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Posted by Mark Mulligan on September 24, 2009
The question may sound excessively controversial, but perhaps less so when worded in another way:
Where should the product development balance be struck between consumer wants and business imperatives?
All consumer products should meet the needs of the target consumers right? Well yes and no. Of course if you fail to meet consumer needs a product will fail. But at the same time not every consumer demand can be met, certainly not at a price that those same consumers would be willing to pay. For consumer product managers at consumer electronic companies these will be highly familiar concerns. But now media companies are finding themselves thrust into a product manager’s crash course.
Throughout the peak years traditional media companies didn’t have to worry too much about product innovation. They focused on their core competencies of developing great content, and then marketing and programming it. In the age of the Media Meltdown though those assets alone just aren’t enough. The fundamentals of many media products need wholesale review (see my previous post for some specific analysis from the music perspective.) But most media companies will find themselves needing to take a much more proactive role in this process.
This is because media companies can’t rely on the technology companies to do the product innovation for them anymore.
Historically technology companies have driven the format evolution of media consumption e.g. record player, the Compact Cassette, the CD, VHS, the DVD, High Definition TV etc. Typically the media companies had to play a hasty game of catch up as they worked out what business models they could build around them (and they didn’t always do so willingly cf cassettes, VHS) but the outcome was almost always a new premium media product. Which in turn normally drove unprecedented revenue growth. Now though, a major change has occurred.
Now that all content is (or can be) digitized for, and by, consumers the focus of technology companies is on creating devices that enable convenient consumption and management of that digital content.
The subtle but crucial difference is that this technology is no longer dependent on a centrally controlled, formal source of content supplied by the media companies. A record player and a CD player were both close to useless unless you bought some prerecorded music to play on them. An iPod works just fine as a music player even if you've never spent a penny on music in your life - it's just as great an experience whether you download from UseNet or buy CDs from Amazon. New technology innovation doesn’t any longer create obvious product opportunities for media companies.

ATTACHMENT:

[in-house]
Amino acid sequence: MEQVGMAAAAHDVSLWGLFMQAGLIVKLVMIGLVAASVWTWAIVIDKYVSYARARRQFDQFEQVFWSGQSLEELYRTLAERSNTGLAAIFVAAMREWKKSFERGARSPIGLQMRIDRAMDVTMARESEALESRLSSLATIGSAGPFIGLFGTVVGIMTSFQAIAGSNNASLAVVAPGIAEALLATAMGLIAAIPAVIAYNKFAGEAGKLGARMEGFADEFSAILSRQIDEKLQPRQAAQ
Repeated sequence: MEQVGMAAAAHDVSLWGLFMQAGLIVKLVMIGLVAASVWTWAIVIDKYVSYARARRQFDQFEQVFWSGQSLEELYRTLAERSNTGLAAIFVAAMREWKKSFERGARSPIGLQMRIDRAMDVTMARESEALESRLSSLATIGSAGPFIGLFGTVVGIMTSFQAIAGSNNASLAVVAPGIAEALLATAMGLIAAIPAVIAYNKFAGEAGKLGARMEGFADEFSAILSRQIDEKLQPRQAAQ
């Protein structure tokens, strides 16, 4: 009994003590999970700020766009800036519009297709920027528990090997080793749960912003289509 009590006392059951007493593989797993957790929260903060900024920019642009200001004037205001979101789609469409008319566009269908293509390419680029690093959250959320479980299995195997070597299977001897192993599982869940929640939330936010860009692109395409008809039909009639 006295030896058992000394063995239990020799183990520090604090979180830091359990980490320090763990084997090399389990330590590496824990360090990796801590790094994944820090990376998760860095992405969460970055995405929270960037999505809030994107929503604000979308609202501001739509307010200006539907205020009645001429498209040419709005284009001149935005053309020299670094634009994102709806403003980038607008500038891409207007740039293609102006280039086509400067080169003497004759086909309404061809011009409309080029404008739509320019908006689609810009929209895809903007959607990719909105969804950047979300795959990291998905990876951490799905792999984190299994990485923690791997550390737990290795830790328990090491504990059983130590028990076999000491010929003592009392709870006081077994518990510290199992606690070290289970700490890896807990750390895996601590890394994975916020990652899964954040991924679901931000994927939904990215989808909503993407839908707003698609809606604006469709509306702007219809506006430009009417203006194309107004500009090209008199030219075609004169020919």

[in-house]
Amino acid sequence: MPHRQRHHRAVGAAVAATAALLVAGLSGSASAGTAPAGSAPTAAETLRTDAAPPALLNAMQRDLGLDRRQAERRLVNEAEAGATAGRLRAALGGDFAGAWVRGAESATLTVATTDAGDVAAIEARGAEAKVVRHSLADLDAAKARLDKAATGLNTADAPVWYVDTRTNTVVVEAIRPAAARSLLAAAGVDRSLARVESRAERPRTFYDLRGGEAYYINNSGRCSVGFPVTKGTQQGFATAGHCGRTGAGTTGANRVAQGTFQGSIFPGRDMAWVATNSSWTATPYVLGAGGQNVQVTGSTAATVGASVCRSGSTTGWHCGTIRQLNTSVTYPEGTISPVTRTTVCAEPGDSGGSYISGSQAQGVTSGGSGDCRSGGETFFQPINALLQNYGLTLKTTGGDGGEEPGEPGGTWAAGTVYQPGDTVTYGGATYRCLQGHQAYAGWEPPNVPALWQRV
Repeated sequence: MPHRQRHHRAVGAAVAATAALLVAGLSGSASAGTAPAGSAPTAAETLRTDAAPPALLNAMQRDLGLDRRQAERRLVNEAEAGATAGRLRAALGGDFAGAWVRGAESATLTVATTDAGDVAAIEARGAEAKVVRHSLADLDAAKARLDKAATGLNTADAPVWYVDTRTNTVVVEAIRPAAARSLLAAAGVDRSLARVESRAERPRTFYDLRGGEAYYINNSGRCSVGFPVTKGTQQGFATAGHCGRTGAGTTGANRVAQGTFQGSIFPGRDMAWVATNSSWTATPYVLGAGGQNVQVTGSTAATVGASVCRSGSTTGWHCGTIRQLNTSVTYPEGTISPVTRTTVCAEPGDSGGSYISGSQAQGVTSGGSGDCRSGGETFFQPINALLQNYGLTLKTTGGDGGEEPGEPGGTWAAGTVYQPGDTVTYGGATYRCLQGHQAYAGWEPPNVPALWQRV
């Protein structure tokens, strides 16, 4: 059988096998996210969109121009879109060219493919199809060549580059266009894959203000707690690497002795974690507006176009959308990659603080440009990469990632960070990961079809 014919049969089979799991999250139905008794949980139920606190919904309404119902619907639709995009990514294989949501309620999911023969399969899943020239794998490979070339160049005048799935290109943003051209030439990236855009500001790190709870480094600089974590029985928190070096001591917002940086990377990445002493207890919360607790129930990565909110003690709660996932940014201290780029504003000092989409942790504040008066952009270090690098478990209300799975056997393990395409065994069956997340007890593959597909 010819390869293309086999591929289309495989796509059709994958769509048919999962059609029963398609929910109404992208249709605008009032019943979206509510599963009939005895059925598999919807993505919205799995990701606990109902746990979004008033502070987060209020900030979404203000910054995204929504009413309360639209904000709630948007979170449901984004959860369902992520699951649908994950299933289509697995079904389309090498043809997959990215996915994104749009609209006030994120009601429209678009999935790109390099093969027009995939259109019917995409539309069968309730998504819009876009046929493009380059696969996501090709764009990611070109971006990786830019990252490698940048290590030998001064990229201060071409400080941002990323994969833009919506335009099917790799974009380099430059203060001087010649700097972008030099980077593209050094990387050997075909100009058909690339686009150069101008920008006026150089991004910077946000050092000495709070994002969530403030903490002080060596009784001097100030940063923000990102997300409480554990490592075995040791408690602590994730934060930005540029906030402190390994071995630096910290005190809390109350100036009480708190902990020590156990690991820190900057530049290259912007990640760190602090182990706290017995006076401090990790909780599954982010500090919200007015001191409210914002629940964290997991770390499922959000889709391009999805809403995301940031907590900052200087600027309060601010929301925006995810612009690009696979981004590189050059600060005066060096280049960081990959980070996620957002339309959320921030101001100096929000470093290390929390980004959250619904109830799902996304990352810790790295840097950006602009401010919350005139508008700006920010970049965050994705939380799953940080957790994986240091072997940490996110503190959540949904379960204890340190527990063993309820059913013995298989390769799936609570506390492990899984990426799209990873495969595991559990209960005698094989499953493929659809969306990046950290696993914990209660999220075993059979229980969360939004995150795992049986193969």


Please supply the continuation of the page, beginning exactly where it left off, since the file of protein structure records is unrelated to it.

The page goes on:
There is a clear need for technology companies and media companies to establish new types of partnerships and deeper working relationships to ensure that they can ultimately better meet their business needs. Otherwise you end up with half hearted efforts such as the iTunes album.
Yet in the face of rampant free alternatives, how can a media company develop products that deliver enough value at a cheap enough price (perhaps even free to consumer)? The cold harsh reality is that free illegal alternatives will always beat a legitimate service on price and will probably trump it on content depth also. There are though other ways media companies can differentiate. Regular readers will know that we've been developing a framework for digital content product development based on The 4Cs of Digital Content: Content, Convenience, Cost and Community.
Yet in the face of rampant free alternatives, how can a media company develop products that deliver enough value at a cheap enough price (perhaps even free to consumer)? The cold harsh reality is that free illegal alternatives will always beat a legitimate service on price and will probably trump it on content depth also. There are though other ways media companies can differentiate. Regular readers will know that we've been developing a framework for digital content product development based on The 4Cs of Digital Content: Content, Convenience, Cost and Community.Media product innovation based around these 4 principles will be the media companies' ticket out of the Media Meltdown.
To this end Forrester is kicking off a series of Music Product Innovation reports that will put forward some very specific concepts of what future media products should look like. The first one will be published soon and is entitled ‘Music Product Manifesto: The Product Features That Will Save Recorded Music From Its Impending Demise’. (Watch this space for more details).
As we embark on this programme of research we’re engaging with the marketplace and digging deep into our consumer survey data to help us plot out future scenarios. As part of this process we’d love to hear your thoughts. So let us know what you think, whether you’re a media company, a technology vendor, a device manufacturer or you’re simply interested in the topic. Either way we want to hear from you!